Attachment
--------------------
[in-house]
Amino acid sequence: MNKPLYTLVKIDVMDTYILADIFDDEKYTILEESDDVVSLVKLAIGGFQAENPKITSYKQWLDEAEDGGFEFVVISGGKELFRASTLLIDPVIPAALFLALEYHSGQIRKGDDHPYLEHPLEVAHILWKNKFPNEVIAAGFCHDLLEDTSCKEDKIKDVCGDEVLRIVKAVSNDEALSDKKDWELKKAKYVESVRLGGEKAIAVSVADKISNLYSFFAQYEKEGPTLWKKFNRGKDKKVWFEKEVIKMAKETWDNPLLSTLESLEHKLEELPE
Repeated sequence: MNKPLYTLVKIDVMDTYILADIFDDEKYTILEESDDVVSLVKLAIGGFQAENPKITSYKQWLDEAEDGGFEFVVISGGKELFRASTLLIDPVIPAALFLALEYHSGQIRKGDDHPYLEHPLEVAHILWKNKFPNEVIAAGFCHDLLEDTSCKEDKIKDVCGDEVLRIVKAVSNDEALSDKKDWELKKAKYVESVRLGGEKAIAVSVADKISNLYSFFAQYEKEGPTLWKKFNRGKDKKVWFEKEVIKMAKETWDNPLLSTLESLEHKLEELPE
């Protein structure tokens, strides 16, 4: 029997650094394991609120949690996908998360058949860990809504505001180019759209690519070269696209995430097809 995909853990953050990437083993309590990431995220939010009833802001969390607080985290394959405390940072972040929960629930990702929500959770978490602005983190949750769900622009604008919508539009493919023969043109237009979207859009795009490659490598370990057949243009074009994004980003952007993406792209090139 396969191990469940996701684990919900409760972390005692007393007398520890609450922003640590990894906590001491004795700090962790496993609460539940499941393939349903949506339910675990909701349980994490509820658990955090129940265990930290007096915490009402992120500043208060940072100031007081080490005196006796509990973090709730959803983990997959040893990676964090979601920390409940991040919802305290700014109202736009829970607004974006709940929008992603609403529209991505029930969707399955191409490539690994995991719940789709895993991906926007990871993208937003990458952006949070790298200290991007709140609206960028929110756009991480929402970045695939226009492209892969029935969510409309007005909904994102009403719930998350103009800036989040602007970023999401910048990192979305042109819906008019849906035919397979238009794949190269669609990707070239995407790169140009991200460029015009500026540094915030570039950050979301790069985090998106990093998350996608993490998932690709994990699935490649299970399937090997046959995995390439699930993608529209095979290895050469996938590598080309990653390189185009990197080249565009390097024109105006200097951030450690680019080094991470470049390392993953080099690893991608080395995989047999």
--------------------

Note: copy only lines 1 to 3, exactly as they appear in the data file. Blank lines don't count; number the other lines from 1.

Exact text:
[in-house]
Amino acid sequence: MNKPLYTLVKIDVMDTYILADIFDDEKYTILEESDDVVSLVKLAIGGFQAENPKITSYKQWLDEAEDGGFEFVVISGGKELFRASTLLIDPVIPAALFLALEYHSGQIRKGDDHPYLEHPLEVAHILWKNKFPNEVIAAGFCHDLLEDTSCKEDKIKDVCGDEVLRIVKAVSNDEALSDKKDWELKKAKYVESVRLGGEKAIAVSVADKISNLYSFFAQYEKEGPTLWKKFNRGKDKKVWFEKEVIKMAKETWDNPLLSTLESLEHKLEELPE
Repeated sequence: MNKPLYTLVKIDVMDTYILADIFDDEKYTILEESDDVVSLVKLAIGGFQAENPKITSYKQWLDEAEDGGFEFVVISGGKELFRASTLLIDPVIPAALFLALEYHSGQIRKGDDHPYLEHPLEVAHILWKNKFPNEVIAAGFCHDLLEDTSCKEDKIKDVCGDEVLRIVKAVSNDEALSDKKDWELKKAKYVESVRLGGEKAIAVSVADKISNLYSFFAQYEKEGPTLWKKFNRGKDKKVWFEKEVIKMAKETWDNPLLSTLESLEHKLEELPE